The pace they score is important, too. Recognising that stroke-making is likely to be easier against the newer, harder balls, England are far more aggressive in the opening overs than India. So while they managed a relatively modest 47 from their first 10 overs here, it was still 19 more than India. After 20 overs, the difference was 62 runs (145-0, compared to 83-1). Eventually the rate grew too steep even for MS Dhoni to contemplate.

Watch on Hotstar (India only): Bairstow dazzles with 111

So bright was the start provided here - England were 160 without loss after 22 overs - that it allowed their teammates to withstand a later period when they scored just 25 in 10 overs in mid-innings (from the 28th to the 37th over). As a consequence, they still had wickets in hand for a late assault which, on this occasion, was provided by Ben Stokes. He has now made between 79 and 89 four times in the tournament, with Rohit Sharma praising his defining contribution. "Until then we were in the game," he said. "We needed someone like Stokes." But could Stokes' acceleration have come without the platform provided by his openers? It seems unlikely.

Both Bairstow and Morgan later insisted there was no predetermined plan to target the spinners. Rather, Morgan said, they had hoped to put all the bowlers "under as much pressure as possible" in the hope that one of them cracked. That wasn't possible with Mohammed Shami - whose figures were spoiled by an expensive couple of death overs but was exemplary at the start of the innings - and Jasprit Bumrah immaculate. But once Roy survived a leg-side catch off Pandya - he had 21 at the time; if India had called for a review he would have been out - it precipitated an acceleration which saw 108 plundered from the next 10 overs. In all they took 112 in 80 deliveries from the spinners, giving them no chance to settle into a spell.

"It was a great period for us," Morgan agreed. "That period from overs 10 to 20 was probably the difference in the game. Jonny and Jason can make wickets seem flat. And they did in that period."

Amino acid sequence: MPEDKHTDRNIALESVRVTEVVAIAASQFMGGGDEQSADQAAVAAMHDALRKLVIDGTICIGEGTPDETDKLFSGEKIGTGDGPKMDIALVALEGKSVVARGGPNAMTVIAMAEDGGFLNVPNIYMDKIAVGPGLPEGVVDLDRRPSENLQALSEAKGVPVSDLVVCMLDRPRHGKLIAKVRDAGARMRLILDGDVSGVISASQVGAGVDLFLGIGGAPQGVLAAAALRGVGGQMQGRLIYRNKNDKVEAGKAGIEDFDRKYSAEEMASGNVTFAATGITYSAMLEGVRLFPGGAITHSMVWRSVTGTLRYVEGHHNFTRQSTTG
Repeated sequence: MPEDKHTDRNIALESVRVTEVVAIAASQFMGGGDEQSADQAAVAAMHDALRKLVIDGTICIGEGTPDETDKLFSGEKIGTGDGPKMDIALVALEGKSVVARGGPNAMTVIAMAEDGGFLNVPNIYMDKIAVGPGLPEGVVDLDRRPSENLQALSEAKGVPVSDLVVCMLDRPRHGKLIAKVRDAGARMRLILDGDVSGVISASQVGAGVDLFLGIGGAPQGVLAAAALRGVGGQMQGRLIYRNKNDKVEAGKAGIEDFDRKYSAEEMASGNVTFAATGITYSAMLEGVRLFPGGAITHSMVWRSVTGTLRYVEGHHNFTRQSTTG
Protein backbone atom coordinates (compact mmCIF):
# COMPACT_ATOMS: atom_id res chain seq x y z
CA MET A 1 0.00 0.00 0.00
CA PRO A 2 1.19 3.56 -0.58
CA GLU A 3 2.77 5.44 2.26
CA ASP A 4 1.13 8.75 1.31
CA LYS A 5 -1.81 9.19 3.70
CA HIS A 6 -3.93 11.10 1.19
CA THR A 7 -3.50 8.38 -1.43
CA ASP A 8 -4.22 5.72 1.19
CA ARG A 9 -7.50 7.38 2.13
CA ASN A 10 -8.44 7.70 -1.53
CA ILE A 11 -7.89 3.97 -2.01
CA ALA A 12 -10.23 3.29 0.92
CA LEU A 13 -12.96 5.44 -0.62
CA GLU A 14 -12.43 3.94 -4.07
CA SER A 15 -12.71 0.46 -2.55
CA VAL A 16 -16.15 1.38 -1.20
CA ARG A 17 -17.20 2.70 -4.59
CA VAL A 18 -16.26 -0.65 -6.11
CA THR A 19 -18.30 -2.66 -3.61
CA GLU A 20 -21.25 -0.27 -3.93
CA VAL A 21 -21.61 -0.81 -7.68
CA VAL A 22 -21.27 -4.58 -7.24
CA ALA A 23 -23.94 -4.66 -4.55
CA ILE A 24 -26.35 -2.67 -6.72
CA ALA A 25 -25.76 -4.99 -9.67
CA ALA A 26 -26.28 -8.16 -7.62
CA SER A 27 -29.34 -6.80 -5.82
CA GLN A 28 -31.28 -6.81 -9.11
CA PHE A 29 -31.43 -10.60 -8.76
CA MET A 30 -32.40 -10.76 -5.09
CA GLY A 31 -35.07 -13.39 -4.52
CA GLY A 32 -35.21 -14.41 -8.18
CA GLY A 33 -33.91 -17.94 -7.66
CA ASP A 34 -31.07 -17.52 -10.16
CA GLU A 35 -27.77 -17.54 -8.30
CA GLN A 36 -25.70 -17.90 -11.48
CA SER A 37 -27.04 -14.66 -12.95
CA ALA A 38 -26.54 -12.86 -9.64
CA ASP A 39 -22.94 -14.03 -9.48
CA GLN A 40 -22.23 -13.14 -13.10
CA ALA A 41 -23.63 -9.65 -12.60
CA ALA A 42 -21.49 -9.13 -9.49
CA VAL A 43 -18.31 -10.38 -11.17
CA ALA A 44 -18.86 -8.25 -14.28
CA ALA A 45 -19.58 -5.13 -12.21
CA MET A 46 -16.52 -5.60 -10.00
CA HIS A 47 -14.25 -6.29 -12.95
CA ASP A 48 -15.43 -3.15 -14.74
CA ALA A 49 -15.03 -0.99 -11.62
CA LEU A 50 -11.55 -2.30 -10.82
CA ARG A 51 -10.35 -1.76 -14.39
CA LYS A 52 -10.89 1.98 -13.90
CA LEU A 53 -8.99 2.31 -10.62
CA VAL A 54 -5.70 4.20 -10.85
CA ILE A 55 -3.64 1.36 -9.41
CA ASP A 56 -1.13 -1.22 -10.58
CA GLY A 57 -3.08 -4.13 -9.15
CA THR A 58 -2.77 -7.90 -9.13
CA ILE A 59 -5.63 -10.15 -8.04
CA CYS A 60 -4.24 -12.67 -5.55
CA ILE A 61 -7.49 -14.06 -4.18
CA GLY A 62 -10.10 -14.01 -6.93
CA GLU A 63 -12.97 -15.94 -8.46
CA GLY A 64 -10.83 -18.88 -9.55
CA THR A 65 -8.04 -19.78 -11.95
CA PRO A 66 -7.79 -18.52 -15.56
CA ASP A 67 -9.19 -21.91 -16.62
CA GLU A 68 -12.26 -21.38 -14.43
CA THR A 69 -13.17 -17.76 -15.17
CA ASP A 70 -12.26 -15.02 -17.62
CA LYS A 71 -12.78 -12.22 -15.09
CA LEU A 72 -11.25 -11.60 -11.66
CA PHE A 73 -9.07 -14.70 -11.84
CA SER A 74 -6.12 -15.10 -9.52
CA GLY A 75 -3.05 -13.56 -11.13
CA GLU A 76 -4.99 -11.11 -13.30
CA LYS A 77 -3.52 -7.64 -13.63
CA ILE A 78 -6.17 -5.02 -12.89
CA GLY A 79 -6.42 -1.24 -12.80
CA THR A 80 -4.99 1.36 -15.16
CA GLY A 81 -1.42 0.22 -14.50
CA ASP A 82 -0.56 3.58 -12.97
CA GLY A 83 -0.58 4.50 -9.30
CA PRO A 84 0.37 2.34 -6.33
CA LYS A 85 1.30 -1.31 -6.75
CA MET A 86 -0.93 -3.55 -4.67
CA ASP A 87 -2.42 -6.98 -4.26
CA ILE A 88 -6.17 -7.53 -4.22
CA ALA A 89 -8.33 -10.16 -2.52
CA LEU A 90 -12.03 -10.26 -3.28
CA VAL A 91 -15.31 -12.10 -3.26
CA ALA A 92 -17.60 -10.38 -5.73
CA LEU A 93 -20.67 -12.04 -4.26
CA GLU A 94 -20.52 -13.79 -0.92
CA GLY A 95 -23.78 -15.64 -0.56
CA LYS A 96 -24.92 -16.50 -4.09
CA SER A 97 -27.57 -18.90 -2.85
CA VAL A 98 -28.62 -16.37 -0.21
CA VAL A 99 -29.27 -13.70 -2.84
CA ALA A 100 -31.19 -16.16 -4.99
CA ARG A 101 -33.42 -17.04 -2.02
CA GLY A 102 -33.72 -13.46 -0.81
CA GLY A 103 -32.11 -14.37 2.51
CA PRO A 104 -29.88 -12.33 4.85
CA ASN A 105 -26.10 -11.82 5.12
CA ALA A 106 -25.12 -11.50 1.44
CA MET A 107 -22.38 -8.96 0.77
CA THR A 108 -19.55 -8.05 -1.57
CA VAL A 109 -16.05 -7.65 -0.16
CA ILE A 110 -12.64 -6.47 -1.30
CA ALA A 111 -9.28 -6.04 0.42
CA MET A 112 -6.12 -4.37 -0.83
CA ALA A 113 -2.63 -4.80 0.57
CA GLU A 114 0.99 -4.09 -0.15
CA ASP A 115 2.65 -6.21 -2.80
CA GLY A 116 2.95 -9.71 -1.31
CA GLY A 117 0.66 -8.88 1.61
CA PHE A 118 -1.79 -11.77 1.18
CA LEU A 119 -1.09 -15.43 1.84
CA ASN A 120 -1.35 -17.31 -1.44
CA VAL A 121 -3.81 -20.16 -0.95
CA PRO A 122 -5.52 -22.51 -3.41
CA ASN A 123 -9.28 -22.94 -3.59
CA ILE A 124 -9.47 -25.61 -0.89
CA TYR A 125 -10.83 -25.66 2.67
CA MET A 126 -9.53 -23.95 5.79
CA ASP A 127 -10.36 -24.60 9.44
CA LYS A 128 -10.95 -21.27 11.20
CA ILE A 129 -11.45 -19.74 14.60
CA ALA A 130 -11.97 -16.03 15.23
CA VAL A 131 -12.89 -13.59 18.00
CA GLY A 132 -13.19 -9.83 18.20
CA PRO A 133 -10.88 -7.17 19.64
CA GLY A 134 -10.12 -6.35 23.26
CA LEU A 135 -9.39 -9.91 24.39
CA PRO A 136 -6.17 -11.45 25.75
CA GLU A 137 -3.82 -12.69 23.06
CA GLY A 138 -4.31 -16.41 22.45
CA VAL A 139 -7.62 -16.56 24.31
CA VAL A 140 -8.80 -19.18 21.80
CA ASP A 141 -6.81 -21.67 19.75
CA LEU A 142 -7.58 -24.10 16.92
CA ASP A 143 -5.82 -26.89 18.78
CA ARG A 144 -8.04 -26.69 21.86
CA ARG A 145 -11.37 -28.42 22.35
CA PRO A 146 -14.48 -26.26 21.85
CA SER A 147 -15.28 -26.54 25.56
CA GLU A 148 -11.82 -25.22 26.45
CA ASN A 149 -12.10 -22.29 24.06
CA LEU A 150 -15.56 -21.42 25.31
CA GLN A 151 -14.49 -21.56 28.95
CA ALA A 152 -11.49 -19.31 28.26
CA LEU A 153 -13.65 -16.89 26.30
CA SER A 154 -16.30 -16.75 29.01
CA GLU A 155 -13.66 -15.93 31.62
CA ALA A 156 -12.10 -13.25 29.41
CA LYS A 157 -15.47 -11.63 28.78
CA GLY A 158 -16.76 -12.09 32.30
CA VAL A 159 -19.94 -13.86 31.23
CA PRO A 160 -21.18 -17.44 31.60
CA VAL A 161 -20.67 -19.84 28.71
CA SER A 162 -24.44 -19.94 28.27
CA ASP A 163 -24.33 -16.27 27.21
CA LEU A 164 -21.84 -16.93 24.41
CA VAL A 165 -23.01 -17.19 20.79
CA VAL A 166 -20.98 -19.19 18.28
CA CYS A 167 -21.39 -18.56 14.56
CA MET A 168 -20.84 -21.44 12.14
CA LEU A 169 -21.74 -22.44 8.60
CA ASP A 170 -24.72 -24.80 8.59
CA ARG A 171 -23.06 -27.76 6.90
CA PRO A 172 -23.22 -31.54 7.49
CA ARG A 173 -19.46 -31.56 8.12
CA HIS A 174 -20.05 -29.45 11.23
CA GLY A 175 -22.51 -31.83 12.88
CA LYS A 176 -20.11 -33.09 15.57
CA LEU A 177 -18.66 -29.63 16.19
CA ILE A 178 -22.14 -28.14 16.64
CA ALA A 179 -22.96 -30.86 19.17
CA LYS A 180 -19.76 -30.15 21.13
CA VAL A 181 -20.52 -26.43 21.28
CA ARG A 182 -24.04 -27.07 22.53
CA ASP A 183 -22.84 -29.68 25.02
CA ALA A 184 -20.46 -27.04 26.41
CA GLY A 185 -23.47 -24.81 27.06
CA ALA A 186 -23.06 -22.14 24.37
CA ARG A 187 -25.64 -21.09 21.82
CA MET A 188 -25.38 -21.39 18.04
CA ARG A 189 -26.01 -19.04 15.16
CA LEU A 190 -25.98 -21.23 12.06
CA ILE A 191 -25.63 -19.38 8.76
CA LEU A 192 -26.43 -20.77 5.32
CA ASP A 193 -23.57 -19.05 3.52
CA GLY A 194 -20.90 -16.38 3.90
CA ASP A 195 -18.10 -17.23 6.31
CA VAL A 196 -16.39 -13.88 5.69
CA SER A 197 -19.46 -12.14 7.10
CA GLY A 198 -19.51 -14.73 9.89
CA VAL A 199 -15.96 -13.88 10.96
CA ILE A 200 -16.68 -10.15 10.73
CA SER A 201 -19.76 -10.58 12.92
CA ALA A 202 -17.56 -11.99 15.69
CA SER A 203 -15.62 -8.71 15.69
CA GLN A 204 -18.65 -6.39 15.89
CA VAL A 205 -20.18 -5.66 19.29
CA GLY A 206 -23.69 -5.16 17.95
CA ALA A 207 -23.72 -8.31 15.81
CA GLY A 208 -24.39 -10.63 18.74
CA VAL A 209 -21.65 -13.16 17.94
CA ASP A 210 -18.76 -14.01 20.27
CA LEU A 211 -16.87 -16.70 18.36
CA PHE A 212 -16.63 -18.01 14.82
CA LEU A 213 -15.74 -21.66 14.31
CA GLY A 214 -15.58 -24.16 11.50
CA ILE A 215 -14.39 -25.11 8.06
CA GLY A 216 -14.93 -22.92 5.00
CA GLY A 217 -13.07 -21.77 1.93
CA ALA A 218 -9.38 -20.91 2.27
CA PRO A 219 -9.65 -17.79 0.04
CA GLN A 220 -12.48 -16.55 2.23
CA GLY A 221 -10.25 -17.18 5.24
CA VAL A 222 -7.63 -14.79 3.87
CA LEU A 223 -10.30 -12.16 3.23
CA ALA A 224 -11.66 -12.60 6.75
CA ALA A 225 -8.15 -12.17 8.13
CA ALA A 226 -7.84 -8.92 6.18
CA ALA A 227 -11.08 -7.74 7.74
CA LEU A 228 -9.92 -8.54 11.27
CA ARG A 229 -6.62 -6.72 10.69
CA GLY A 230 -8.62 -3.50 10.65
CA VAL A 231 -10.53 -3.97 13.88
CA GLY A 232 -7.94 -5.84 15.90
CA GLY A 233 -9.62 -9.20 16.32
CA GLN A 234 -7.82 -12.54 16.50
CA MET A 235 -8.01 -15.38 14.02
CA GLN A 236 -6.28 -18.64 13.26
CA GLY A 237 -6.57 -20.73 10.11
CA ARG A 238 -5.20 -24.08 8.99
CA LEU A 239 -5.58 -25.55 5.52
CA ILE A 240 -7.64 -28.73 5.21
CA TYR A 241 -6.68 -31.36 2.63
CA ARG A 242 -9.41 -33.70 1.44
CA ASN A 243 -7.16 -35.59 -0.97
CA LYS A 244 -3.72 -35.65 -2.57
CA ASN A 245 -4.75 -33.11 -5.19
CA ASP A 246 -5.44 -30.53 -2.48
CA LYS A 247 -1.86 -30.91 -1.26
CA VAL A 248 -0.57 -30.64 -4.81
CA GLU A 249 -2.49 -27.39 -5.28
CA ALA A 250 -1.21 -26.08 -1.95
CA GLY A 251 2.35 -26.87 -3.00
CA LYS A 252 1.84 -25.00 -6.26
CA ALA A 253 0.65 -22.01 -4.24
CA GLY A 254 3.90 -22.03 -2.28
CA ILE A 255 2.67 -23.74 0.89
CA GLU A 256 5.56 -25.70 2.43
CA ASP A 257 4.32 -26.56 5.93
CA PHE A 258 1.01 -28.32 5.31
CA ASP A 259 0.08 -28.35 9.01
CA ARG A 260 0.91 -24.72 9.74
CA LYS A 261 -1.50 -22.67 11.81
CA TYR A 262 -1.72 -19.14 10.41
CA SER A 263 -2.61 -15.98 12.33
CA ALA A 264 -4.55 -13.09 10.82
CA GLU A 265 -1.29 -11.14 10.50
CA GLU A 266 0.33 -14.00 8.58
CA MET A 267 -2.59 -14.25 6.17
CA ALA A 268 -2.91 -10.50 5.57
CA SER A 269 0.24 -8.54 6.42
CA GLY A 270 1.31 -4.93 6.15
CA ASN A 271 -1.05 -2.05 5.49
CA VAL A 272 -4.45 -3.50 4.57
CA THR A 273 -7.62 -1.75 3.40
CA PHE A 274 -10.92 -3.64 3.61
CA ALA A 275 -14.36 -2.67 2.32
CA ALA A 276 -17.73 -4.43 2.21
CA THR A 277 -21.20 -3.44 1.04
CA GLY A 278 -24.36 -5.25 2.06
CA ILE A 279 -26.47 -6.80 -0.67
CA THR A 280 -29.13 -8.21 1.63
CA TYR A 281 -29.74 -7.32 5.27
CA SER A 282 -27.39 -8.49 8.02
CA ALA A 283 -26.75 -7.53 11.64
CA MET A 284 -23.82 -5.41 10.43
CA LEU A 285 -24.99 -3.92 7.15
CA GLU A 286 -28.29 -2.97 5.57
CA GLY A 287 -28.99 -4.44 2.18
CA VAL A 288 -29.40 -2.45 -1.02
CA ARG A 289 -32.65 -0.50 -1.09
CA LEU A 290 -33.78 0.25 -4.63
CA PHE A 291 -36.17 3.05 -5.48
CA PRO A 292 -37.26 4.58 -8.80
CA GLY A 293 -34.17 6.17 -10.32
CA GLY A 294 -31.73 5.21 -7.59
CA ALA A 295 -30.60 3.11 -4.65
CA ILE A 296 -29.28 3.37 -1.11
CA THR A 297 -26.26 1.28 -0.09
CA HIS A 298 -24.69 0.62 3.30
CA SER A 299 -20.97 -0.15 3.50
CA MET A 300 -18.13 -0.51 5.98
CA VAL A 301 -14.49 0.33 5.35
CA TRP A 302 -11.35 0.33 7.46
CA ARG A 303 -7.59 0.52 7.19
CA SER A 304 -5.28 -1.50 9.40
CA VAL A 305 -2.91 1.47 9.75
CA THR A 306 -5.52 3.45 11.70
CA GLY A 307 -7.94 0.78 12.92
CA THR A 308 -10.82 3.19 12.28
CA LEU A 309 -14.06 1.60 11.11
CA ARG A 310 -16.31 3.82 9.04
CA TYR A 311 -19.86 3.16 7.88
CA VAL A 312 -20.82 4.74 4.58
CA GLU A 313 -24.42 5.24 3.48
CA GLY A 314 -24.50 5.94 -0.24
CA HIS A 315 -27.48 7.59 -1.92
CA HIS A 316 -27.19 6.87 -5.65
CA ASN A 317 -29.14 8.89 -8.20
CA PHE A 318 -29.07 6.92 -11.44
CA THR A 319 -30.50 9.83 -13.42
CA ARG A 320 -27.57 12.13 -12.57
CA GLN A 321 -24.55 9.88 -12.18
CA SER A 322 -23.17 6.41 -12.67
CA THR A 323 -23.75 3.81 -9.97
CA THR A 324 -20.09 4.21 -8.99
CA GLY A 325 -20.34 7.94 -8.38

Maybe England read the conditions better, too. While the evidence of the previous game on the ground - the Pakistan and New Zealand match - suggested there would be significant assistance for spinners, England realised that may not be the case here. That previous game had been played on a used surface, after all, and after a period of prolonged poor weather which had limited the ground staff's preparation time. This was a fresh surface and the game was played after two of the hottest days of the year.

So England left out Moeen Ali. The seamer they played instead, Liam Plunkett, benefited from some purchase with his cutters and claimed the wickets of Virat Kohli, Rishabh Pant and Hardik Pandya; which is quite a trio. India, meanwhile, persevered with two spinners. And while they were committed to bowling 20 overs of spin - overs that cost 160 in all - England delivered just six. All of India's seamers conceded fewer than seven runs an over; both their spinners conceded more. The India squad looks at least one seamer short.

"It was a lot more difficult to face seam on that wicket," Bairstow said. "It was a bit two-paced so we had a difficult start against them. And their spinners have been a strength of theirs in those middle overs for a long time. But we played them well and you build confidence."

Confidence that could yet serve them well in this tournament. If - and it is a big if - England can defeat New Zealand on Wednesday, there is a strong chance (South Africa would have to beat Australia to deny them) they could meet India again at Edgbaston in the semi-finals. Bearing in mind England have now won 10 international matches in a row here and the confidence with which they negated the spin threat may leave India with some thinking to do.

Such scenarios can wait. This was a day when England's World Cup campaign could have come to a standstill. They will go to Durham with hopes revived.